How to avoid the most common problems with hybrid working

Has your organisation found hybrid working difficult? Organising the logistics of hybrid working is hard enough, but dealing with employees expectations can make this task even harder. I’ve been working with a number of organisations that have managed the switch to permanent hybrid working a little easier. This article will outline some of the tips and tools I have learnt over the last few months so that your organisation can safely navigate the issues posed by hybrid working. This article will outline some of the biggest issues I have found that companies have experienced when pulling together a remote working plan so that you can avoid them.

There have been a number of issues when making the change from permanent office working to a mixture of working from home and remote offices or back in the office. In order for a hybrid working strategy to be successful I have outlined below the five biggest issues of hybrid working:

1. Cost of redesign of office and home equipment

With hybrid working comes the requirement for more collaborative and resiliency spaces within the office. Employees no longer want to visit the office to ‘swap desks’ they are looking for office space that creates a collaborative and imaginative environment. There is a redesign cost to creating these new spaces and time to consider the best options.

Creating ‘resilient’ workspaces

The Health and Safety requirement for home equipment has been a huge headache for organisation teams and HR.

How can your organisation avoid a costly hybrid redesign?

Asking your employees what would work best is a great way to get a hybrid redesign right the first time. Taking time to plan your reformated office space will ensure that costly mistakes are avoided.

Before moving onto the second issue to be aware of when putting together a hybrid working strategy, there have been a number of advantages of hybrid working that I have outlined in a previous blog. If you are interested in How will hybrid working benefit both employees and your organisation? then click here

2. The burden of responsibility of Hybrid working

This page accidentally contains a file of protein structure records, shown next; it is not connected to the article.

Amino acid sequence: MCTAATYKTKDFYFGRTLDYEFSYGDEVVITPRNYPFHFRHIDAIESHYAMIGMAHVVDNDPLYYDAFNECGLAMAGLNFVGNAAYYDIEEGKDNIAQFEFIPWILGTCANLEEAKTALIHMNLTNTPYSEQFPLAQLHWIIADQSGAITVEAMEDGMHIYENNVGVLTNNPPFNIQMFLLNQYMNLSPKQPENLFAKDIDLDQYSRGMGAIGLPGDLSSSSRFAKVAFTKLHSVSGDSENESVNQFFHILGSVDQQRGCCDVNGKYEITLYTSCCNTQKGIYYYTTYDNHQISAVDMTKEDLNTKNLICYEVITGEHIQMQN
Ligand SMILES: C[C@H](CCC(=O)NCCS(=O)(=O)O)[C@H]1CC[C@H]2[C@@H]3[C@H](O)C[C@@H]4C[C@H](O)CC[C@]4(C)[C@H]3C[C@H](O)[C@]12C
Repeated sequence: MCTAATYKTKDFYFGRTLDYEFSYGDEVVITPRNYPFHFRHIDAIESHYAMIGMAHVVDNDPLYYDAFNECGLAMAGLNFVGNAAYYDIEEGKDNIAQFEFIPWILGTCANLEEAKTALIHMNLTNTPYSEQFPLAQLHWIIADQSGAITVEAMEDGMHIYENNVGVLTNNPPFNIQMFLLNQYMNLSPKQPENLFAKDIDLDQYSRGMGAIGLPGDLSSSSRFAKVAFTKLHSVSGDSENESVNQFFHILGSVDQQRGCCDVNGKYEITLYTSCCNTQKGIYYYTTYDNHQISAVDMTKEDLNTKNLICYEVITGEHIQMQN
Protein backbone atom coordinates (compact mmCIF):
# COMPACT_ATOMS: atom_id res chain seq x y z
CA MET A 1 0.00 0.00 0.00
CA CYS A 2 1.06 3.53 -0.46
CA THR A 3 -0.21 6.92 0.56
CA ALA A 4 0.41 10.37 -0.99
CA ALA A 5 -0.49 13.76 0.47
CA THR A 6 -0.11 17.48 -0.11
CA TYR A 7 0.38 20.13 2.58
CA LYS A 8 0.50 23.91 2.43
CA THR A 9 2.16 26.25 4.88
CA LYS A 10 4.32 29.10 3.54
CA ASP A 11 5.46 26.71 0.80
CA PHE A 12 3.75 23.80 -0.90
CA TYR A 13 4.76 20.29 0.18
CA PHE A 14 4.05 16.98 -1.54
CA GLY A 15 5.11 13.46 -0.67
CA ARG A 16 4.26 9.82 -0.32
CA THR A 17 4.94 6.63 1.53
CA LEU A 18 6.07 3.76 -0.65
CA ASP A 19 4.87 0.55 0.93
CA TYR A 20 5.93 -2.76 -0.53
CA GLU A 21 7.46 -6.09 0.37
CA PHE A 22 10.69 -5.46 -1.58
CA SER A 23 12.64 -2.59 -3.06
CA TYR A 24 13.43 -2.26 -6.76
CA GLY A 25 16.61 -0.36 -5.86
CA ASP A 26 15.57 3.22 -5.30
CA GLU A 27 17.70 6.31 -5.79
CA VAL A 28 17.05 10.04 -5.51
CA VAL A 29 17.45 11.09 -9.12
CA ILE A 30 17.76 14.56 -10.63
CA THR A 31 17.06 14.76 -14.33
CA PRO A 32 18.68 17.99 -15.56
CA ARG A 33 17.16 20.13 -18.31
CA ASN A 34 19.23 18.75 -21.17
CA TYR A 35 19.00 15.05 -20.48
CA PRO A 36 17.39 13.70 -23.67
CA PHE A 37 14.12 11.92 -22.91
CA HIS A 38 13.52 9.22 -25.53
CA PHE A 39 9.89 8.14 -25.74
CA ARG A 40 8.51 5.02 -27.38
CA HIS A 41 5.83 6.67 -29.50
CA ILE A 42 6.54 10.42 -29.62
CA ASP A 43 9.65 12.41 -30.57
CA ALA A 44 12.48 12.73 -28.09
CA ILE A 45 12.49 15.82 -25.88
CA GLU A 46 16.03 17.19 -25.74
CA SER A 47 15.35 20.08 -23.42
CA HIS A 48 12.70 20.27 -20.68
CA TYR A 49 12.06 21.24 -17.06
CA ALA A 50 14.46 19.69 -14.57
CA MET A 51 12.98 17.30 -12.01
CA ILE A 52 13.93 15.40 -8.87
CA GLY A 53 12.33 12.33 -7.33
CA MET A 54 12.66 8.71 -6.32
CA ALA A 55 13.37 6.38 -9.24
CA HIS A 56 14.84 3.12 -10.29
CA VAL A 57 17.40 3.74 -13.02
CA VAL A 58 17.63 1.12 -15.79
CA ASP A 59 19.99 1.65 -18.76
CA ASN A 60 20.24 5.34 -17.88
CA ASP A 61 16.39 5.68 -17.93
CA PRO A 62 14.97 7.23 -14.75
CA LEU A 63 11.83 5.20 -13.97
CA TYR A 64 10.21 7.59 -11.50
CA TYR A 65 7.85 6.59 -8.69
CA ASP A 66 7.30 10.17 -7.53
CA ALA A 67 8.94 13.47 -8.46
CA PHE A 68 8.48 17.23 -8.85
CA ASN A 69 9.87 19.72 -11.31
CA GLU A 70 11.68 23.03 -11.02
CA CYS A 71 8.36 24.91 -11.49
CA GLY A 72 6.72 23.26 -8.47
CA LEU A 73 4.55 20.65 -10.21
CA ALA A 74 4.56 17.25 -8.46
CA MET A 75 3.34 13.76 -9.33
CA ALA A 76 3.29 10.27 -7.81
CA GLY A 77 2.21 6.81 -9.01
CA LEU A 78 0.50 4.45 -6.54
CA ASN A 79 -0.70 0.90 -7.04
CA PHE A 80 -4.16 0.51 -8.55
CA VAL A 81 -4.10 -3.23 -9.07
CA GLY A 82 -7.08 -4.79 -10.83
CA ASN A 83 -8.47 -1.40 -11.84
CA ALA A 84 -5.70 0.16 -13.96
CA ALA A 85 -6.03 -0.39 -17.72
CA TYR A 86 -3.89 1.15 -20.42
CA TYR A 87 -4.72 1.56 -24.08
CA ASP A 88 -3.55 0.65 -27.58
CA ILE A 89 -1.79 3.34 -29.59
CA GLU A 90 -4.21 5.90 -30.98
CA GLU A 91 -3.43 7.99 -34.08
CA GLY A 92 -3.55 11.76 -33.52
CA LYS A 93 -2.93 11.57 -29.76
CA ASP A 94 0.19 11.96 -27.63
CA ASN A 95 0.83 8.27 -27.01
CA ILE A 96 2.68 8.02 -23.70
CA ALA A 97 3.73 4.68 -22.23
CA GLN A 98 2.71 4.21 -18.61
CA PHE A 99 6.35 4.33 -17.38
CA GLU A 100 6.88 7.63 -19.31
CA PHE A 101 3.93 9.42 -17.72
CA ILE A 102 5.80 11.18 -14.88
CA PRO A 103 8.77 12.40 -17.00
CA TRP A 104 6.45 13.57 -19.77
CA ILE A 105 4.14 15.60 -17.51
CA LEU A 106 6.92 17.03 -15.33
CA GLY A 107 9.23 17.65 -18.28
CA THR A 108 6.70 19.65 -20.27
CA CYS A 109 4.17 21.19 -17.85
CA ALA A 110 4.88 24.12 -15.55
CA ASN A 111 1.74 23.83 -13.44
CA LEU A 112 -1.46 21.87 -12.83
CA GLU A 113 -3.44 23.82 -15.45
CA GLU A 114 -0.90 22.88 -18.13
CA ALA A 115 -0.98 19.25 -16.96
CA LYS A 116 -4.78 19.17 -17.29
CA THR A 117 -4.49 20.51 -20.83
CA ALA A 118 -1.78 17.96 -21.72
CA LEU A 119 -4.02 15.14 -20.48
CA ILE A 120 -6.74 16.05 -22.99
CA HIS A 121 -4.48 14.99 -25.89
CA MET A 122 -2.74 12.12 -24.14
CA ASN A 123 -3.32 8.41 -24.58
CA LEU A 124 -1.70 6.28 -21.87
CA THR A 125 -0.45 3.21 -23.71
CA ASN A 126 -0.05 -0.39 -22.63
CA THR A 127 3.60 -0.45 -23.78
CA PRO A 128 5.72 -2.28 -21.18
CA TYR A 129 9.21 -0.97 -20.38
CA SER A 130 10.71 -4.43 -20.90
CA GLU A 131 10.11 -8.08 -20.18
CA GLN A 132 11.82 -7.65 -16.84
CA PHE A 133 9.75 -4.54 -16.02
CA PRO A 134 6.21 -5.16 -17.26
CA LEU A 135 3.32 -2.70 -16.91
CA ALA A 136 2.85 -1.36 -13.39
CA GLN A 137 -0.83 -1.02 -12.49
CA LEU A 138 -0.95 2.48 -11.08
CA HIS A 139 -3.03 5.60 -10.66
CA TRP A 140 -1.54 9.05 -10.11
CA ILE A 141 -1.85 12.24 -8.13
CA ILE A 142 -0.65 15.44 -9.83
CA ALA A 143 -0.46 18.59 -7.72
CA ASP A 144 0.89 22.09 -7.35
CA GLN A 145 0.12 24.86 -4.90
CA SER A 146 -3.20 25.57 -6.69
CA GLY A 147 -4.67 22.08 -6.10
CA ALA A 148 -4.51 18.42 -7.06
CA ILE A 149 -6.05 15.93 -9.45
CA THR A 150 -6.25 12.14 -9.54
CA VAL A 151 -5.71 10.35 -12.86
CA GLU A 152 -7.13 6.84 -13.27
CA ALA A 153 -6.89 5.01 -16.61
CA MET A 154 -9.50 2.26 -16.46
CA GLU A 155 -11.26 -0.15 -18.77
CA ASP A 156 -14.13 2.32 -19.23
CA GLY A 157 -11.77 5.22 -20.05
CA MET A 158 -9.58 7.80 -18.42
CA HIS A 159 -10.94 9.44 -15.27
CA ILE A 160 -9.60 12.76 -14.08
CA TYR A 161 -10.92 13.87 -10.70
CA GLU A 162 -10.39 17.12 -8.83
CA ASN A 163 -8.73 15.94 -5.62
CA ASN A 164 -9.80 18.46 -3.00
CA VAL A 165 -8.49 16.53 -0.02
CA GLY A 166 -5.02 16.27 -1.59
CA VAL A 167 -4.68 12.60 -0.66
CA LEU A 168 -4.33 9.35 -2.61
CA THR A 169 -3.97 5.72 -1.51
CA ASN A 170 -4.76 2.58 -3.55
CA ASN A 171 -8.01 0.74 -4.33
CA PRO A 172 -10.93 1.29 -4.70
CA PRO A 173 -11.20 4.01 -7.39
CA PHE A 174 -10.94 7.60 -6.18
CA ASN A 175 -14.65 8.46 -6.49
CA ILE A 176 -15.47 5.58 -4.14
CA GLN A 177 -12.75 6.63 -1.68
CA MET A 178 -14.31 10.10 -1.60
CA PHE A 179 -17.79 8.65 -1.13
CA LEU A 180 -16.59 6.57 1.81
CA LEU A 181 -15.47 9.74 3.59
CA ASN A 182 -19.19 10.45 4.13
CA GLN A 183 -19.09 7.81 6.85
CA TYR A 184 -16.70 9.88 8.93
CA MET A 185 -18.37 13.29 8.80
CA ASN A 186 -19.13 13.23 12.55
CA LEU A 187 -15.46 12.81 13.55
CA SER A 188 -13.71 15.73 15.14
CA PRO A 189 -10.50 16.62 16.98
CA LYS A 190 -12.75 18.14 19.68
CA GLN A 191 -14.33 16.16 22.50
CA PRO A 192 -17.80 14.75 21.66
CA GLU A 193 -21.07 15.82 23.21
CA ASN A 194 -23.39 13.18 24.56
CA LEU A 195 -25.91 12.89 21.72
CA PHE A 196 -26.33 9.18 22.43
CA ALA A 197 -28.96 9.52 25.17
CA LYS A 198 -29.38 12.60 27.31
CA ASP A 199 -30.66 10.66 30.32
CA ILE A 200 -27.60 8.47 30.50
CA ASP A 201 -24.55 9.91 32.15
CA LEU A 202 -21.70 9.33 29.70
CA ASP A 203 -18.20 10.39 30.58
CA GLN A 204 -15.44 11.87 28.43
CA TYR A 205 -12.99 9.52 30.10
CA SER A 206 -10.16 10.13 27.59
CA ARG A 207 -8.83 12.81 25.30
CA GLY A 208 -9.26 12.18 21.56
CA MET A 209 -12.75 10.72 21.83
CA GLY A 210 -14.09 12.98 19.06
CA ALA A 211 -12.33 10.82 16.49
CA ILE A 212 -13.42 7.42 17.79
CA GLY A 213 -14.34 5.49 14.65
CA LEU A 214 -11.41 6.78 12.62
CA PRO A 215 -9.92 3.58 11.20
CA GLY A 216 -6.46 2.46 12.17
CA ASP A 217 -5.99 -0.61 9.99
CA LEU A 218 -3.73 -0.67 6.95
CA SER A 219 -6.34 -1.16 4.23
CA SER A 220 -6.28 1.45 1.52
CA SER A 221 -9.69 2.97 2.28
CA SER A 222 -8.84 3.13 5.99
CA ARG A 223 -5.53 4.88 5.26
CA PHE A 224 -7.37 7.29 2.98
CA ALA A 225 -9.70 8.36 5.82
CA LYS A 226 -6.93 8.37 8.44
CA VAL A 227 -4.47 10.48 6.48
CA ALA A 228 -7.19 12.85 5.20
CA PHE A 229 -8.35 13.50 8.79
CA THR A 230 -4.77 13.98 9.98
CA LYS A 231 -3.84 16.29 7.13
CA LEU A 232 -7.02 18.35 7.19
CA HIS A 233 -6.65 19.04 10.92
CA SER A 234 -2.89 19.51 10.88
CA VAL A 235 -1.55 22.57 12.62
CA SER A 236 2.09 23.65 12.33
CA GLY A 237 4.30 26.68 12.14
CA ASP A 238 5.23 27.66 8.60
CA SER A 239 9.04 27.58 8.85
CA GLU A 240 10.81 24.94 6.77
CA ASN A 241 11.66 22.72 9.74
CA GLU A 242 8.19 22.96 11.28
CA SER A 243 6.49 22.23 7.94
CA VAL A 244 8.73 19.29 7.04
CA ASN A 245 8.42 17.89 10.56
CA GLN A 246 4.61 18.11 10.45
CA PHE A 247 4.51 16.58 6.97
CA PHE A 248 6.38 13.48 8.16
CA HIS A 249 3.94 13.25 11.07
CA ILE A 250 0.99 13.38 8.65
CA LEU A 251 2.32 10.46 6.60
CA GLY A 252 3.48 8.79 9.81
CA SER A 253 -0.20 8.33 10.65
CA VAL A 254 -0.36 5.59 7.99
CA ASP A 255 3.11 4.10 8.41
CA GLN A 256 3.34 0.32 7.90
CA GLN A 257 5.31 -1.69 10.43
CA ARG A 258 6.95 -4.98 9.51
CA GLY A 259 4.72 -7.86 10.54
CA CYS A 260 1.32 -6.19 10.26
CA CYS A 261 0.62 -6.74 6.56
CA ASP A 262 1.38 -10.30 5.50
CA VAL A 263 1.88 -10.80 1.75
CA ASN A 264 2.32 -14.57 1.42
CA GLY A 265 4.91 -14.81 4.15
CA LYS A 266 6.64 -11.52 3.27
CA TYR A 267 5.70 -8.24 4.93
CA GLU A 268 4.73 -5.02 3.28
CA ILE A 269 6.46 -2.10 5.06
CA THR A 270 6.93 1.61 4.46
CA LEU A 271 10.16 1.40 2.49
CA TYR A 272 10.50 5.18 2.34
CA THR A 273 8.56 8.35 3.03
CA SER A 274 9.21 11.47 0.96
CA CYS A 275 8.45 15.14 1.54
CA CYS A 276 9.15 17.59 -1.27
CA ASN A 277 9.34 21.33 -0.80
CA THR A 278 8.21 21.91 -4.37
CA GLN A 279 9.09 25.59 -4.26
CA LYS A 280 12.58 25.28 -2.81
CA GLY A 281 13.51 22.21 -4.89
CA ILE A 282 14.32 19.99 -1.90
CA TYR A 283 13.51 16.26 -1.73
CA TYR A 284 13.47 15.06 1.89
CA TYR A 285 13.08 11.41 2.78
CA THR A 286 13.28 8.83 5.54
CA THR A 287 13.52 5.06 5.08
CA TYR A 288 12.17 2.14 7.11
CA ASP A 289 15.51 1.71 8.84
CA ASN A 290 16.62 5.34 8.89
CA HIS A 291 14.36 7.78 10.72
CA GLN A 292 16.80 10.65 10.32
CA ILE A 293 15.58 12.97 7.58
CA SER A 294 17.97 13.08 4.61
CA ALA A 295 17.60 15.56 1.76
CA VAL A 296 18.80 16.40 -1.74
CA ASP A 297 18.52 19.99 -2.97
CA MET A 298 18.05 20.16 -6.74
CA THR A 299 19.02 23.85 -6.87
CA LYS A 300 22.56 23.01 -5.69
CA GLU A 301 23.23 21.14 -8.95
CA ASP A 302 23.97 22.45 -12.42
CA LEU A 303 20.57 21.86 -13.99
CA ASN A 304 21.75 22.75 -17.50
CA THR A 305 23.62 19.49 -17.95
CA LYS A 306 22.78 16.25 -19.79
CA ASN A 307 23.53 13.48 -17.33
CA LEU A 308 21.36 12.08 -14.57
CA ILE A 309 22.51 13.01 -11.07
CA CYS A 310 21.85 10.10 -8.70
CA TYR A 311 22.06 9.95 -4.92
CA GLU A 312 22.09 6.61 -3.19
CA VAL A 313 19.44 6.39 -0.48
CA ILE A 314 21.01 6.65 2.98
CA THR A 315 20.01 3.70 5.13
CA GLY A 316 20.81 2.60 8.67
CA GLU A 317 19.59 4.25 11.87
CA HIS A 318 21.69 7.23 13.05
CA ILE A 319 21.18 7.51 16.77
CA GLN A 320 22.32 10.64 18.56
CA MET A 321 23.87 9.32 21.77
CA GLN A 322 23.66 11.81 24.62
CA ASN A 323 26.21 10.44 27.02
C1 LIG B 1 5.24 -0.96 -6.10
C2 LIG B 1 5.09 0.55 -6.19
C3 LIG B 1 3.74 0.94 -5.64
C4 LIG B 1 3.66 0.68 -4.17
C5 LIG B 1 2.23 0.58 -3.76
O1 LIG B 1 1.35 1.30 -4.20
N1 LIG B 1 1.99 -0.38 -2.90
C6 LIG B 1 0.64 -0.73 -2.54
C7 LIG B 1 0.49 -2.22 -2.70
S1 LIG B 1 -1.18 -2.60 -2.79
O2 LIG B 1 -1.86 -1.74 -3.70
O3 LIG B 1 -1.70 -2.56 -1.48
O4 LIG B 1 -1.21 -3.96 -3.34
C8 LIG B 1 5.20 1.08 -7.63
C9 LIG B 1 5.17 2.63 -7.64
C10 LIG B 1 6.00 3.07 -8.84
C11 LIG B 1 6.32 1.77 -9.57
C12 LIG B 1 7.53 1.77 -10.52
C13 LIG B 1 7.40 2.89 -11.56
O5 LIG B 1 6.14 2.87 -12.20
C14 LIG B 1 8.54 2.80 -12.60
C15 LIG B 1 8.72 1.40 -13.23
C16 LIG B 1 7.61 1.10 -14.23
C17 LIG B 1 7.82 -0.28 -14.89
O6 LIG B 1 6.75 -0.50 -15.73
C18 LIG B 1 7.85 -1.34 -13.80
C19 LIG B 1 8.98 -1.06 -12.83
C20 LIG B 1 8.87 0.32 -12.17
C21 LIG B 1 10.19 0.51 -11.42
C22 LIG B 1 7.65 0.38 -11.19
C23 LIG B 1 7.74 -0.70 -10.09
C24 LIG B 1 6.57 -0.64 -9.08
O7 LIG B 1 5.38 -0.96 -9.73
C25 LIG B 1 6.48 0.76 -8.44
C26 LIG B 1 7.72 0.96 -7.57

Speaking to HR I have noticed that the burden of setting up hybrid working spaces has fallen to one department and often one team member. The added issue of looking after the wellbeing of the staff combined with the practical requirements that are required for hybrid working have left many HR personnel and organisational directors exhausted.

Burden of Hybrid working

The burden of responsibility of hybrid working

It is evident that organising remote working spaces, and ensuring technology are in place has left a large number of employees less effective in their role. The feeling of overwhelm has meant that a number of key personnel are not only emotionally exhausted and decided that ‘enough is enough’ and leaving that role due to the dramatic increase in emotional involvement.

The emotional exhaustion of looking after the additional pandemic wellbeing needs has paid also taken its toll. Often on the most caring of managers and personnel.

How to avoid over burdening essential staff?

Creating work life boundaries is essentail at the moment. Employees get used to remote working, they are not used to regulating their time between office and home. Organisaions are noticing that employees are working beyond their normal working hours resulting in presenteeism at work and even burnout and either going off sick or leaving the company.


I have put together a resilence workplace training that will help your employees create manageable work life boundaries with tips, tools and resources that will help them to work well. Drop me an email or connect on LinkedIn and we can work together to create a bespoke trainign that will assist your teams so that they remain focused at work and remain productive.